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      • But psychologists seem to change their recommendations on a regular basis … I suppose nothing in life is static, and we grow and learn as we go — isn’t that what stories are about?

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      • Well personally I didn’t find any clinical psychologists that backed up the claims I’ve heard touted about trigger warnings (their origins, though coming from a good place I’m sure, aren’t backed up by any studies. On the other hand, there are studies in the other direction, questioning their usage- some of which I collated on a post I did a while ago on the topic).

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  1. My innate response to these posts, Cage, is that it is better, from a psychological point of view, for people to face their fears rather than avoid them. That being said, some people just cannot do that due to their backgrounds and psychological make-up. As I said in my previous comment I don’t think genre requires a trigger warning but specific things like rape or suicide might. I wrote a short story for Nightmareland anthology which included a suicide and one reviewer mentioned that this had really upset him and he thought there should have been a trigger warning.Personally, I’ve never been upset about anything I’ve read to such an extent so I would never have thought of it. Reading about cancer upsets me a bit as my mother had cancer and went through treatment. I wouldn’t not read a fiction book which included a cancer theme but I do avoid autobiographies about cancer.

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    • I do think there are safe ways to face fears, and story was one of the strategies I used with the foster kids, but the world has changed since then, and younger people are much more aware of events and situations that trigger. But then, maybe they should face those fears without being confronted by the reality of it, as in, read about the conflict/problem in a book of fiction so it ceases to be so fearful. Mind you, if someone told me to read books where my painful memories of the death of [I can’t say more; it’s still too hard to deal with] … would doing that make it easier to live with the pain? I’ll trial it and read a story I know will cause the pain, and see if it has any effect. It’s not much chop if I say to people they should face their fears in a safe place and yet not do it myself.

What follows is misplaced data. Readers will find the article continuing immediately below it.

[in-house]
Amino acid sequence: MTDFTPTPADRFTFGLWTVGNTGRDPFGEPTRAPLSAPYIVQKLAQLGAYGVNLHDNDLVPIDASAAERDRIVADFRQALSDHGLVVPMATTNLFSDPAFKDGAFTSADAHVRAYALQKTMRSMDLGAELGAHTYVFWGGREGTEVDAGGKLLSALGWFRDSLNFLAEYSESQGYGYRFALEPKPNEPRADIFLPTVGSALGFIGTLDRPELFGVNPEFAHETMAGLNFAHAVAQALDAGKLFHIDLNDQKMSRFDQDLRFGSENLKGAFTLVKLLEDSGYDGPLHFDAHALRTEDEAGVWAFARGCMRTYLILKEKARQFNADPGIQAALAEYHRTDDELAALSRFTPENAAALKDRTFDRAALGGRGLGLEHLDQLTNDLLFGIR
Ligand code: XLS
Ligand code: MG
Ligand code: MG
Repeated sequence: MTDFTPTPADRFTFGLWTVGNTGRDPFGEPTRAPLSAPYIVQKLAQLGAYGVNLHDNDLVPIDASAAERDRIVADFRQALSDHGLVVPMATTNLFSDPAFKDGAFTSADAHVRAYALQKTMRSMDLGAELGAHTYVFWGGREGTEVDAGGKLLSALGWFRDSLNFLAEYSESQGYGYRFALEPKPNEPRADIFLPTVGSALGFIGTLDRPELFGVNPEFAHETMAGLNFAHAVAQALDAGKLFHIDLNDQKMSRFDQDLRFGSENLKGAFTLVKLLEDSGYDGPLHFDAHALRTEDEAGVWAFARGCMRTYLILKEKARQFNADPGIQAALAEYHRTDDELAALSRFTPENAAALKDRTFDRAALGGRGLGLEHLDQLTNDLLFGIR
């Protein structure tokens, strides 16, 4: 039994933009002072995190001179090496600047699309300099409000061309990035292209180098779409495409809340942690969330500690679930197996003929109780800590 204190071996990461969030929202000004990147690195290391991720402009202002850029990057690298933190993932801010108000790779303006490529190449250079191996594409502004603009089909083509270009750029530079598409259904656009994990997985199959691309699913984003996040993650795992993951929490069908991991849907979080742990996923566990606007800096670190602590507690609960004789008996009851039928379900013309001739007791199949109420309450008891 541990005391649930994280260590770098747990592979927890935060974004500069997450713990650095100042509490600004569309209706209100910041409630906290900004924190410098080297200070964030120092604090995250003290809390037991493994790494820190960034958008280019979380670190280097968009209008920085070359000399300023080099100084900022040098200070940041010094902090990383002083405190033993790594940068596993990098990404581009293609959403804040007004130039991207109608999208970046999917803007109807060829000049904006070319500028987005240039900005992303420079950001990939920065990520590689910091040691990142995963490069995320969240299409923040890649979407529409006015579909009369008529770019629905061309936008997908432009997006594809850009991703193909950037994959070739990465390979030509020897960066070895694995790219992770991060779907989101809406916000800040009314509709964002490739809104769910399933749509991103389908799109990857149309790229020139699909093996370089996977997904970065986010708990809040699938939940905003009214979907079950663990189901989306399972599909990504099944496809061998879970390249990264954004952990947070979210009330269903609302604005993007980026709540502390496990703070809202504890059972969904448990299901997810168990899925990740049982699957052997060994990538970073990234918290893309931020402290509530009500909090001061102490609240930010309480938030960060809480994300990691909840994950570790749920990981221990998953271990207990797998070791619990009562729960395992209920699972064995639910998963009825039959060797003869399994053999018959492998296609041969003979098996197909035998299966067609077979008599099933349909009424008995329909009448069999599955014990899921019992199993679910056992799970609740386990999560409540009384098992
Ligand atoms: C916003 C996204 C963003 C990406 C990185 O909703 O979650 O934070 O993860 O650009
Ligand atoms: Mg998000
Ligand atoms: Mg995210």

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      • What you have said here is what my 17 year old son has said, but he too has never faced his fears through a specific book. He suffers from PTSD and OCD. I realised that you have something traumatic in your past when I read your last post. Such things take a long time to ease. I still have nightmares about my son dying. It is horrible, I wake up in a panic.

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      • Time doesn’t always heal, it only ensures that other people forget. I think every person has some trauma or traumatic event somewhere, and I found with the fosters that the easiest way for them to talk about/through their personal monsters was to make a fictional story about them, as if it’s happening to someone else. then they find a way to choose differently, if they want to and they’re ready.

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  2. Pingback: A Content Warning | Cage Dunn: Fibber, Fabricator, Teller-of-tall-tales